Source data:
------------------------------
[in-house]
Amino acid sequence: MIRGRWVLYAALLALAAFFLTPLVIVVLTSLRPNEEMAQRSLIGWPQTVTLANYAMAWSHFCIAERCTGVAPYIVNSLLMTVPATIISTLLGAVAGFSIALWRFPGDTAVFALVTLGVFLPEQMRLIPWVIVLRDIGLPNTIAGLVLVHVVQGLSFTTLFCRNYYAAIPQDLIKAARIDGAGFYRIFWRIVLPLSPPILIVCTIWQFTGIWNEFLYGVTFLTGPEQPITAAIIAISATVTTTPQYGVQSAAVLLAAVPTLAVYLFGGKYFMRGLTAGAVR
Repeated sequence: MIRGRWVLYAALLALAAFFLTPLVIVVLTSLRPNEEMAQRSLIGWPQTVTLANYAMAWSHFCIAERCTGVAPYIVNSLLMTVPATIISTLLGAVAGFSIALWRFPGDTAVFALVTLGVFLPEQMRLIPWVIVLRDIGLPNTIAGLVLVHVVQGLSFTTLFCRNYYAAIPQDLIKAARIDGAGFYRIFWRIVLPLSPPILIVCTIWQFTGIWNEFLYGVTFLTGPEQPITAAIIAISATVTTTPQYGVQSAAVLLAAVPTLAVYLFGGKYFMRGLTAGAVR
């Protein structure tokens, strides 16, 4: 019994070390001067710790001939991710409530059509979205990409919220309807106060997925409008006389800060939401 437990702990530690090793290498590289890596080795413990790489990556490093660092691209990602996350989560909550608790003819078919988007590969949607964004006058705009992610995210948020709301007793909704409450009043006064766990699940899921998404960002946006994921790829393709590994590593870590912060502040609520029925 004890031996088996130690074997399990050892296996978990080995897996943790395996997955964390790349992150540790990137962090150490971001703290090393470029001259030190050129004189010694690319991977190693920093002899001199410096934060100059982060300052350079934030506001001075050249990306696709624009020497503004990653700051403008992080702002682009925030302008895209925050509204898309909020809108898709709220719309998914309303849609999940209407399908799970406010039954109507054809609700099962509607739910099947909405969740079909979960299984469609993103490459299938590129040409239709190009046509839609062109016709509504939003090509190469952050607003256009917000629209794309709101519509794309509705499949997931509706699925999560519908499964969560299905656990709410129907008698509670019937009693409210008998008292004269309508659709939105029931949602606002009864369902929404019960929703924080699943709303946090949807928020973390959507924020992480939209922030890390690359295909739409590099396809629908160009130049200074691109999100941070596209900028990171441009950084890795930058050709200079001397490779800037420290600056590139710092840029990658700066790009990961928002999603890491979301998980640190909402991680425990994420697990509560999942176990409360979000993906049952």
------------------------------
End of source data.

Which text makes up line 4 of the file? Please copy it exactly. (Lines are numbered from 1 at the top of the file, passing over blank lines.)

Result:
């Protein structure tokens, strides 16, 4: 019994070390001067710790001939991710409530059509979205990409919220309807106060997925409008006389800060939401 437990702990530690090793290498590289890596080795413990790489990556490093660092691209990602996350989560909550608790003819078919988007590969949607964004006058705009992610995210948020709301007793909704409450009043006064766990699940899921998404960002946006994921790829393709590994590593870590912060502040609520029925 004890031996088996130690074997399990050892296996978990080995897996943790395996997955964390790349992150540790990137962090150490971001703290090393470029001259030190050129004189010694690319991977190693920093002899001199410096934060100059982060300052350079934030506001001075050249990306696709624009020497503004990653700051403008992080702002682009925030302008895209925050509204898309909020809108898709709220719309998914309303849609999940209407399908799970406010039954109507054809609700099962509607739910099947909405969740079909979960299984469609993103490459299938590129040409239709190009046509839609062109016709509504939003090509190469952050607003256009917000629209794309709101519509794309509705499949997931509706699925999560519908499964969560299905656990709410129907008698509670019937009693409210008998008292004269309508659709939105029931949602606002009864369902929404019960929703924080699943709303946090949807928020973390959507924020992480939209922030890390690359295909739409590099396809629908160009130049200074691109999100941070596209900028990171441009950084890795930058050709200079001397490779800037420290600056590139710092840029990658700066790009990961928002999603890491979301998980640190909402991680425990994420697990509560999942176990409360979000993906049952």